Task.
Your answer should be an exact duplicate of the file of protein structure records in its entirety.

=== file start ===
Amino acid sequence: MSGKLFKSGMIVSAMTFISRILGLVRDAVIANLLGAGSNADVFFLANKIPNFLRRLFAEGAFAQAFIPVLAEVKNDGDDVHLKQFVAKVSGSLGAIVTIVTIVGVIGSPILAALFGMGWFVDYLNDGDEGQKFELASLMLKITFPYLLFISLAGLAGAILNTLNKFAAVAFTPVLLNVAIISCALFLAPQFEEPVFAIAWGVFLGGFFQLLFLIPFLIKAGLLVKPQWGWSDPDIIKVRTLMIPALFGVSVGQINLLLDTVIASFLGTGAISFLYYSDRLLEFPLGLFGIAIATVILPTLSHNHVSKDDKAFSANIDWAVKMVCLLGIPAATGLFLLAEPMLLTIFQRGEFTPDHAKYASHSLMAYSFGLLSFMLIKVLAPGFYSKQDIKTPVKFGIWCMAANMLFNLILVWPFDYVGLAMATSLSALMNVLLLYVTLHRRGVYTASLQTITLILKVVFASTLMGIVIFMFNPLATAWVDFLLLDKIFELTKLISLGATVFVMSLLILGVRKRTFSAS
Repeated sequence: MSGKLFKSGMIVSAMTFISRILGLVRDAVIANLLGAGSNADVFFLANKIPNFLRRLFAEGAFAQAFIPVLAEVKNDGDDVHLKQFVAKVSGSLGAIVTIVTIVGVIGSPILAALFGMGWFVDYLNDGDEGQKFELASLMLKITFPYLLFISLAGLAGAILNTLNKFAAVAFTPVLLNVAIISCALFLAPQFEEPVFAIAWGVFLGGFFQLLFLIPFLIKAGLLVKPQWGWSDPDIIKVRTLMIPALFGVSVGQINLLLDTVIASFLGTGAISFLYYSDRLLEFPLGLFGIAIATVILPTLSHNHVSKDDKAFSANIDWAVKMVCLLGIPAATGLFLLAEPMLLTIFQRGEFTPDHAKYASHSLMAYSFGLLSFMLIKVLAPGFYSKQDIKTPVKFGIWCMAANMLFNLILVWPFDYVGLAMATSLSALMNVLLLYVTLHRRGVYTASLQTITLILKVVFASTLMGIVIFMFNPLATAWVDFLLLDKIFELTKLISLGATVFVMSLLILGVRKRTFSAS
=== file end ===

Amino acid sequence: MSGKLFKSGMIVSAMTFISRILGLVRDAVIANLLGAGSNADVFFLANKIPNFLRRLFAEGAFAQAFIPVLAEVKNDGDDVHLKQFVAKVSGSLGAIVTIVTIVGVIGSPILAALFGMGWFVDYLNDGDEGQKFELASLMLKITFPYLLFISLAGLAGAILNTLNKFAAVAFTPVLLNVAIISCALFLAPQFEEPVFAIAWGVFLGGFFQLLFLIPFLIKAGLLVKPQWGWSDPDIIKVRTLMIPALFGVSVGQINLLLDTVIASFLGTGAISFLYYSDRLLEFPLGLFGIAIATVILPTLSHNHVSKDDKAFSANIDWAVKMVCLLGIPAATGLFLLAEPMLLTIFQRGEFTPDHAKYASHSLMAYSFGLLSFMLIKVLAPGFYSKQDIKTPVKFGIWCMAANMLFNLILVWPFDYVGLAMATSLSALMNVLLLYVTLHRRGVYTASLQTITLILKVVFASTLMGIVIFMFNPLATAWVDFLLLDKIFELTKLISLGATVFVMSLLILGVRKRTFSAS
Repeated sequence: MSGKLFKSGMIVSAMTFISRILGLVRDAVIANLLGAGSNADVFFLANKIPNFLRRLFAEGAFAQAFIPVLAEVKNDGDDVHLKQFVAKVSGSLGAIVTIVTIVGVIGSPILAALFGMGWFVDYLNDGDEGQKFELASLMLKITFPYLLFISLAGLAGAILNTLNKFAAVAFTPVLLNVAIISCALFLAPQFEEPVFAIAWGVFLGGFFQLLFLIPFLIKAGLLVKPQWGWSDPDIIKVRTLMIPALFGVSVGQINLLLDTVIASFLGTGAISFLYYSDRLLEFPLGLFGIAIATVILPTLSHNHVSKDDKAFSANIDWAVKMVCLLGIPAATGLFLLAEPMLLTIFQRGEFTPDHAKYASHSLMAYSFGLLSFMLIKVLAPGFYSKQDIKTPVKFGIWCMAANMLFNLILVWPFDYVGLAMATSLSALMNVLLLYVTLHRRGVYTASLQTITLILKVVFASTLMGIVIFMFNPLATAWVDFLLLDKIFELTKLISLGATVFVMSLLILGVRKRTFSAS